By now, many of you have heard that glasses can be purchased online, and at a significant discount compared to your local eye care provider. As a consumer, I would probably jump at the opportunity to save some money and try them out. However, as an optometrist who has had to “redo” glasses for these patients, I’m going to tell you to save your time and money and get them at your eye care provider.
What a shocker – of course an optometrist would urge you to purchase from the local eye care practice. But not for the obvious reason you might think. It’s for you, the patient’s own benefit. You visit your optometrist expecting an updated prescription to see your best. Your optometrist places you behind the phoropter (think Justin Timberlake’s 20/20 album cover), adjusts the instrument for measurements specific to your eyes such as vertex distance, pantoscopic tilt and pupillary distance. Then, you painstakingly choose between lens ‘1’ and ‘2’, sweating for fear of choosing incorrectly. And after many tests for binocularity, focusing skills and eye alignment, you are given a prescription that is highly specific and customized.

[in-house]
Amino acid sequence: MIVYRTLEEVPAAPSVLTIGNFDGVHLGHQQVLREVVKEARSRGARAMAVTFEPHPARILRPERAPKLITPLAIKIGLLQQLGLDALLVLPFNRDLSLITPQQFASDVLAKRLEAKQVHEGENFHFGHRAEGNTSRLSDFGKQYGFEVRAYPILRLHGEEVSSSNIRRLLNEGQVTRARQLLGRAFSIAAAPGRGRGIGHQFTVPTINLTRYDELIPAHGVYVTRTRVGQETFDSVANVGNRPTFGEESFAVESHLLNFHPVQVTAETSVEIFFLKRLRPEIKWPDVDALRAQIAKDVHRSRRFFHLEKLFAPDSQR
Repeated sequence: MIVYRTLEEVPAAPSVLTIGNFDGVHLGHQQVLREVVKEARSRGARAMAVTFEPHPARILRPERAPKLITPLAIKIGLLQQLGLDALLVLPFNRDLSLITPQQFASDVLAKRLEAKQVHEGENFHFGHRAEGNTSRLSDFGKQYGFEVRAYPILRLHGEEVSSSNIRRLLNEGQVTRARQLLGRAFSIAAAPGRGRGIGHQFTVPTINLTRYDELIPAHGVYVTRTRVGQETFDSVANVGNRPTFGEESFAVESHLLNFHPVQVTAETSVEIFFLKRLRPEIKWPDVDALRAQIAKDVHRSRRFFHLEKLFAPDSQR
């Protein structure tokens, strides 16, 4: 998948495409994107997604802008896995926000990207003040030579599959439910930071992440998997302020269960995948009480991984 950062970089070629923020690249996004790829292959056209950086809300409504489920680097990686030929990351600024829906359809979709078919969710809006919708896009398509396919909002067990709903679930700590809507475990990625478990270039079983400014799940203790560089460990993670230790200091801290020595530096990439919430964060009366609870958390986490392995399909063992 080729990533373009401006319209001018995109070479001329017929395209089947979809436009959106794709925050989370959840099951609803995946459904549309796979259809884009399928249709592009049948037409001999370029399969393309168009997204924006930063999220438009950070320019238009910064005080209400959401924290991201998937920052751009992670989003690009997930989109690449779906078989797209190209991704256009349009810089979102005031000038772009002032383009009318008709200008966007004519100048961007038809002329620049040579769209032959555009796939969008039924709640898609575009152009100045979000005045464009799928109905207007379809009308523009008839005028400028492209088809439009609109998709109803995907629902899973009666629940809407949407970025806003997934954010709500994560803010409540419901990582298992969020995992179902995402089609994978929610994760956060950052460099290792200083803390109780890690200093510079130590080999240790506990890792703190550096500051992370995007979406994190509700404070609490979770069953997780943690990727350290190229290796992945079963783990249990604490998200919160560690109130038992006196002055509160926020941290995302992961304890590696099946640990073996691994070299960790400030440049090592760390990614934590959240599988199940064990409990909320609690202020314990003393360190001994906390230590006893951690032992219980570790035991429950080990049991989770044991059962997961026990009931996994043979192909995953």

Once the rest of the eye health exam is completed, I will then instruct my optician to help choose the correct style of frame. A patient needing a progressive lens may need a larger frame, extending about an inch below his eyelid, for enough reading power. The patient with high amounts of astigmatism cannot be placed into a frame that wraps the face too much. A patient who is highly farsighted may not do well in a half-rim frame. A child needs an impact-resistant lens material. The specific requirements go on and on.
Many online retailers simply ask for your prescription and a measurement called pupillary distance. That is simply the distance between your pupils. But that is not the only measurement required in making a good pair of glasses. Tilt of the frame, how close the glasses sit to the eyes and optical center are equally important and contribute to clarity and comfort of vision.
After multiple visits and purchasing new glasses (in addition to the online pair that doesn’t work), many of my patients have learned to not skimp on eye wear. I do not fault those for purchasing less expensive glasses. I understand that some just can’t afford a good quality pair. Speak to your optometrist about that. We may have more affordable frames to choose from or can discuss specific items needed in your glasses.
The bottom line is that we want you to see and look your best. Understandably, that may come at a higher price, but why hold back on something that sits in the middle of your face?